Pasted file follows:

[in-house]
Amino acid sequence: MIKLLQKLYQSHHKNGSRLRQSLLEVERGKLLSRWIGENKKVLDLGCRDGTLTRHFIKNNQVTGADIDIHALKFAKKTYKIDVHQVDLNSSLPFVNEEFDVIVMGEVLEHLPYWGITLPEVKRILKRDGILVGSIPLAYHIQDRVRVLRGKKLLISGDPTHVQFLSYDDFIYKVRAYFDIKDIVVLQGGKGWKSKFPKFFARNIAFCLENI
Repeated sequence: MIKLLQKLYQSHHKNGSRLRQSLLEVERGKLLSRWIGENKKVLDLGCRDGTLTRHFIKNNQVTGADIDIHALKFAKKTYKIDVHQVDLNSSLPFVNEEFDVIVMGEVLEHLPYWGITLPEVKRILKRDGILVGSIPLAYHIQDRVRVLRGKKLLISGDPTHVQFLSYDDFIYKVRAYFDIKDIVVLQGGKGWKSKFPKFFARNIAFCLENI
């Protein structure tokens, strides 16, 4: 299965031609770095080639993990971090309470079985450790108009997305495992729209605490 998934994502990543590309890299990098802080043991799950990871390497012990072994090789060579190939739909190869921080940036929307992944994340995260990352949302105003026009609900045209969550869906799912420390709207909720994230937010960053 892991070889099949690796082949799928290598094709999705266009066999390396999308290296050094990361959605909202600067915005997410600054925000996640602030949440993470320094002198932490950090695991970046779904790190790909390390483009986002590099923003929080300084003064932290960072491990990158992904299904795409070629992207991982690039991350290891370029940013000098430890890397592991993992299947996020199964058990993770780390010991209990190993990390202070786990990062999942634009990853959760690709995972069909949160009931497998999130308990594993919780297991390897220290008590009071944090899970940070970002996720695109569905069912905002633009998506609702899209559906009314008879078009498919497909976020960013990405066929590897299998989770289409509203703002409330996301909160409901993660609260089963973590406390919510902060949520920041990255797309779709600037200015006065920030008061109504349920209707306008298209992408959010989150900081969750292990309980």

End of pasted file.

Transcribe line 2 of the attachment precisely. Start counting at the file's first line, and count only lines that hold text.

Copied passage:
Amino acid sequence: MIKLLQKLYQSHHKNGSRLRQSLLEVERGKLLSRWIGENKKVLDLGCRDGTLTRHFIKNNQVTGADIDIHALKFAKKTYKIDVHQVDLNSSLPFVNEEFDVIVMGEVLEHLPYWGITLPEVKRILKRDGILVGSIPLAYHIQDRVRVLRGKKLLISGDPTHVQFLSYDDFIYKVRAYFDIKDIVVLQGGKGWKSKFPKFFARNIAFCLENI